Considering that its first-cousin, jazz, is predominantly an instrumental form, it’s surprising that there are so few instrumental blues albums. In terms of guitar, of course, Freddie King excelled most successfully, but that was more than a half-century ago. In recent years, Ronnie Earl has been the main torchbearer.
Big Apple Blues is a quintet based, obviously, in New York City, featuring guitarist Zach Zunis. The 55-year-old from Dayton, Ohio, has ricocheted coast to coast, gigging and recording with vocalist Janiva Magness, harpists William Clarke (and co-guitarist Rick Holmstrom) and Billy Boy Arnold, among others. His long list of influences includes Earl, B.B. King, Buddy Guy, Johnny “Guitar” Watson, Guitar Slim, Anson Funderburgh, Peter Green, Duke Robillard, the Vaughan brothers, and Carlos Santana, who figures most prominently on “I-278 Grind” and “Lost In Thoughts.” With plenty of wah-wah, sustain, and sweeping bends, “Morning Jive” owes a debt to Stevie Ray Vaughan.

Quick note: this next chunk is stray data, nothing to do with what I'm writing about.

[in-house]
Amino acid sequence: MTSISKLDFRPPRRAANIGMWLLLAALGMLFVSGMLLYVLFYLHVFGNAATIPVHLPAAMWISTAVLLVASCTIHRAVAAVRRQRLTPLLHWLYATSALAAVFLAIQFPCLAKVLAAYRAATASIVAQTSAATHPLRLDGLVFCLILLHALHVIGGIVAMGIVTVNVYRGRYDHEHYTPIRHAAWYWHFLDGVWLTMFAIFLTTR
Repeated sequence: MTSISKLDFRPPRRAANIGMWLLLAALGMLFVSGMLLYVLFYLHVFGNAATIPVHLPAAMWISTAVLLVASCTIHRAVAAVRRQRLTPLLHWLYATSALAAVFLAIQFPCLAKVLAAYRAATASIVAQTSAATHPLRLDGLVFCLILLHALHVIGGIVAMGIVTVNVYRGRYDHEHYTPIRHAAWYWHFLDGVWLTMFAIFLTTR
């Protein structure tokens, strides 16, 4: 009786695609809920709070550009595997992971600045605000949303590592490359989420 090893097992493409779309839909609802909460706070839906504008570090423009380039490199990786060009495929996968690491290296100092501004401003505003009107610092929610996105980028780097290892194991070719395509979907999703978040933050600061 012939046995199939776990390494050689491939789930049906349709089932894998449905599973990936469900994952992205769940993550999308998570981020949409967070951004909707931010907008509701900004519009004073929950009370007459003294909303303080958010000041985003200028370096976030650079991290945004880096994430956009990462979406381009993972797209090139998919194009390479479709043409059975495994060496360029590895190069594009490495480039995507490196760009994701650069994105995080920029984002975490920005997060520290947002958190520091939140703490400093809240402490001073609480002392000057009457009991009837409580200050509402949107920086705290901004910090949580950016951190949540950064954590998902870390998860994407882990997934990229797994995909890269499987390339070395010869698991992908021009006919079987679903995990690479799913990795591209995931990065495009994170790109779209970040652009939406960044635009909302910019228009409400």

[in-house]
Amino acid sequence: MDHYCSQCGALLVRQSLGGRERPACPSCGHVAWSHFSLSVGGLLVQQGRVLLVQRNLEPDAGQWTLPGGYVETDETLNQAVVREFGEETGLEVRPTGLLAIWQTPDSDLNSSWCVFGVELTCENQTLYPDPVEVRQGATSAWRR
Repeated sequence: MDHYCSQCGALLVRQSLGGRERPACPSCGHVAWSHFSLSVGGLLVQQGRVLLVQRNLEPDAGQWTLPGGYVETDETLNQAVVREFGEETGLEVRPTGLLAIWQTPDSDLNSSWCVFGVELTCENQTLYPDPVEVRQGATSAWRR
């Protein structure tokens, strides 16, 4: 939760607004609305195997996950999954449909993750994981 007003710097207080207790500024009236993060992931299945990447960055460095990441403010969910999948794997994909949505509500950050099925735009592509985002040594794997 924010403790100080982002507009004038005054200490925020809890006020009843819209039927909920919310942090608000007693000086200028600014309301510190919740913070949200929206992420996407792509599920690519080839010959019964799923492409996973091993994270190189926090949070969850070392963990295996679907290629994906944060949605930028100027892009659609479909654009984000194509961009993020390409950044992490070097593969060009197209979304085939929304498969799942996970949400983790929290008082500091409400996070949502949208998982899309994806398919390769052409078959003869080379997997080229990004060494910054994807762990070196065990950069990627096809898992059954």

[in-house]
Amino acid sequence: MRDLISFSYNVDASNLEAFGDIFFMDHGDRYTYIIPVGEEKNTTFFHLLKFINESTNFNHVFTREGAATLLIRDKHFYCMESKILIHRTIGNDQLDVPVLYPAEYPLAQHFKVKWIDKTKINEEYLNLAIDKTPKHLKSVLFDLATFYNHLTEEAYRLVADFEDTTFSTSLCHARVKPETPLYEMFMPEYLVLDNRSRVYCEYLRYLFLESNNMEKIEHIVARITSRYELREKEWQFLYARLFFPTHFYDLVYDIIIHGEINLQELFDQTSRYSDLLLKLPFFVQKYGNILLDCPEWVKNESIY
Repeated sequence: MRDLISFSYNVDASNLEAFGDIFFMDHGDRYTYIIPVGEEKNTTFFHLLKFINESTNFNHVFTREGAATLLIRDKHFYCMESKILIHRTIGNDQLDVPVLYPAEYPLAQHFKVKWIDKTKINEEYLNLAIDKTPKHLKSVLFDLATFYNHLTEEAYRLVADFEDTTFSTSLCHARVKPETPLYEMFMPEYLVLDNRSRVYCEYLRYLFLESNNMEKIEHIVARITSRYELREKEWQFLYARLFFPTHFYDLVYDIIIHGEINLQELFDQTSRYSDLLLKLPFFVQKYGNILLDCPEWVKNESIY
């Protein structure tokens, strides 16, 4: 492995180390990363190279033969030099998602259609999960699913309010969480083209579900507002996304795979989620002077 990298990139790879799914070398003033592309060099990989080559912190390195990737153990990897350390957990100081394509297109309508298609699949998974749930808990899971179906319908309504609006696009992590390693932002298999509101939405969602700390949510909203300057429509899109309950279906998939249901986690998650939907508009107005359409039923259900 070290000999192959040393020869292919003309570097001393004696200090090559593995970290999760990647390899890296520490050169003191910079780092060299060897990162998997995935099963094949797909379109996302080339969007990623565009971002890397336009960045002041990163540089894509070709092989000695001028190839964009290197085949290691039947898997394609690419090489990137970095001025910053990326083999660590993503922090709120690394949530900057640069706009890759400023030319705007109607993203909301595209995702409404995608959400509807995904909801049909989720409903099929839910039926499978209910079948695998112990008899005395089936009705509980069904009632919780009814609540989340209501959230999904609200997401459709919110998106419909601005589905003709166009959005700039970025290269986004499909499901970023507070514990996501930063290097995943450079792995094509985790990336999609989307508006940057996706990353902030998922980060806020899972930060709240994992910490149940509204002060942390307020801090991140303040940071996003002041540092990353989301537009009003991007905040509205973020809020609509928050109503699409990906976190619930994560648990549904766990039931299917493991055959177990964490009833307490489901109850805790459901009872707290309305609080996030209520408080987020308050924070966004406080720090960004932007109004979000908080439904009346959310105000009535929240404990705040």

“Remembering Eni,” a minor-key slow blues with a descending bass line à la “Loan Me A Dime,” features powerful solos by Jim Alfredson on B-3, harpist Anthony Kane, recalling Paul Butterfield’s tone, and Zunis, who might want to add Duane Allman to his list of influences.
The trick to a successful blues instrumental album is mixing different tempos and grooves, steering clear of “just another shuffle” (or slow blues or “Tramp” groove). And while there may not be a “Hide Away” or “Honky Tonk” here, Big Apple has put together a set of originals listenable enough for you to not miss the singer.
Dallas’ Smokin’ Joe Kubek teamed up with Louisiana native Bnois King 25 years ago, during which time they’ve released more than a dozen albums – King’s penchant for jazzier lines a nice counterpoint to Kubek’s blues-rock licks.
Their latest is a set of 12 originals, kicking off with the hard-charging boogie “Got My Heart Broken.” There’s a touch of ZZ Top in much of the material, like “River Of Whiskey,” where Kubek’s slide playing shines, and “Don’t Want To Be Alone,” a slow blues with a shuffle underpinning, somewhat like “Just Got Back From Baby’s.”
Just when you thought this was yet another helping of tried and true Texas blues, the CD’s biggest detour, “Brown Bomba Mojo,” careens near psychedelic land, with its twin guitar riff, wah solo, and mantra-like anchor to the I. But back to the blues, Kubek bends with the best of them (Stevie Ray, Buddy Guy) on “Done Got Caught Blues.”
This article originally appeared in VG‘s June ’15 issue. All copyrights are by the author and Vintage Guitar magazine. Unauthorized replication or use is strictly prohibited.